Digging Deep

When she is called upon to interpret the prophecy, Chuldah Haneviah begins by telling the officers to tell the “man” who sent them that there will be a great destruction. (In referring to King Yoshiyahu as the “man,” Chuldah showed a lack of respect, notes the Gemara, which is the reason for her derogatory name.) She then proceeds to describe that due to the humility and remorse of Yoshiyahu, he will not witness this destruction with his eyes and will be buried in peace. Yoshiyahu understands from this prophecy a deeper message that Chuldah is conveying, and undertakes a monumental task.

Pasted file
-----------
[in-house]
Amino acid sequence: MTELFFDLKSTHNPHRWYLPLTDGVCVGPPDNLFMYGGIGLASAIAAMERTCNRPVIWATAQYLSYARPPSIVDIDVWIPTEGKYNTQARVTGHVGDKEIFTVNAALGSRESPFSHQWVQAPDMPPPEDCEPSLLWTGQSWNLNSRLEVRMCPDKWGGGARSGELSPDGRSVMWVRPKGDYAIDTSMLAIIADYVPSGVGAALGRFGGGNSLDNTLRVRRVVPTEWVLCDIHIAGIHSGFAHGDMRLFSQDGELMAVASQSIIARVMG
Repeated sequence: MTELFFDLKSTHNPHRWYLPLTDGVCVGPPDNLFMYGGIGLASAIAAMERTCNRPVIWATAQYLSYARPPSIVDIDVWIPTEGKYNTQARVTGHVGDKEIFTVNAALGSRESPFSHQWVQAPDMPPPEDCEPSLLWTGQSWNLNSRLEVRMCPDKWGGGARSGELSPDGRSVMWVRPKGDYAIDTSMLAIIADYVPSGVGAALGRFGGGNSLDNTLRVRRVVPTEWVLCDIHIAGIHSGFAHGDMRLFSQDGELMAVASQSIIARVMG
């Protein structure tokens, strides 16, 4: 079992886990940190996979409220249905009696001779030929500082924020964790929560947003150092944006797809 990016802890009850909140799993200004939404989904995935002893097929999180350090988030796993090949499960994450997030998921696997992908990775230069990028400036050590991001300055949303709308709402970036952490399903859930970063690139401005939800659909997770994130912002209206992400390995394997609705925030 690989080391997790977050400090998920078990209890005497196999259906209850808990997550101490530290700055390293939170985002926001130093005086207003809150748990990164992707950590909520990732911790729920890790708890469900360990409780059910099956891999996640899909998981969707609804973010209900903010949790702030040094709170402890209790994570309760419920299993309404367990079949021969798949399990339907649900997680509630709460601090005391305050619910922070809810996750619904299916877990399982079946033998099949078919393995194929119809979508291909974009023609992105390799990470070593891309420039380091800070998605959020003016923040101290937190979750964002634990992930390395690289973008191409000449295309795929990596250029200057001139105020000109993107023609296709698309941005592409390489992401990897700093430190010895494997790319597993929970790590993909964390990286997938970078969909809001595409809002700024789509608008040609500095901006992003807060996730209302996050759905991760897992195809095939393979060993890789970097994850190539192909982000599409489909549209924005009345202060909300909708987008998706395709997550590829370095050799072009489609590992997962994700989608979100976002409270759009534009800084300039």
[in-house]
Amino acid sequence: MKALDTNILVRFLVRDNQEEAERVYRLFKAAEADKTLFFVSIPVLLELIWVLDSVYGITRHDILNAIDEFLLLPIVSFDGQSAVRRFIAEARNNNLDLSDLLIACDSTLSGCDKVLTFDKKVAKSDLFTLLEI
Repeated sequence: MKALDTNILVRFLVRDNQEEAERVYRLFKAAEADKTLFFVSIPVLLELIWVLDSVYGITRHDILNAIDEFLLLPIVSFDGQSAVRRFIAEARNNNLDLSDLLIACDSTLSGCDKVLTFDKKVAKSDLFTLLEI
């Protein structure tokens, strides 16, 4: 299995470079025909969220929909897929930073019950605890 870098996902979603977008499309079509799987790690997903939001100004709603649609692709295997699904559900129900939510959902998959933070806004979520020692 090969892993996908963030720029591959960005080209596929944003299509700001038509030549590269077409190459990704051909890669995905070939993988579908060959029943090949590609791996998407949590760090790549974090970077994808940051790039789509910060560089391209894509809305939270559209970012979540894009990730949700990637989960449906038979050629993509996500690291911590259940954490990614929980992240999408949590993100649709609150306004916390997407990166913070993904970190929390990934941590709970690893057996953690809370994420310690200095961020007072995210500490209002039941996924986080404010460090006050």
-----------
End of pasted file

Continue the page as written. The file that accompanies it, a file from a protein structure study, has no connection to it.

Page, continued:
Rabbi Akiva Tatz in Worldmask cites Chazal who state that three personalities were named before they were born: Yitzchak Avinu, Shlomo Hamelech, and Yoshiayhu Hamelech. [Yishmael also falls in this category, but would necessitate a separate discussion.] A name reflects the essence of a person. The Derash Dovid notes that a person is affected both by the actual name given and by the reasoning behind this particular name. Parents can and should share the significance of their children’s names with them.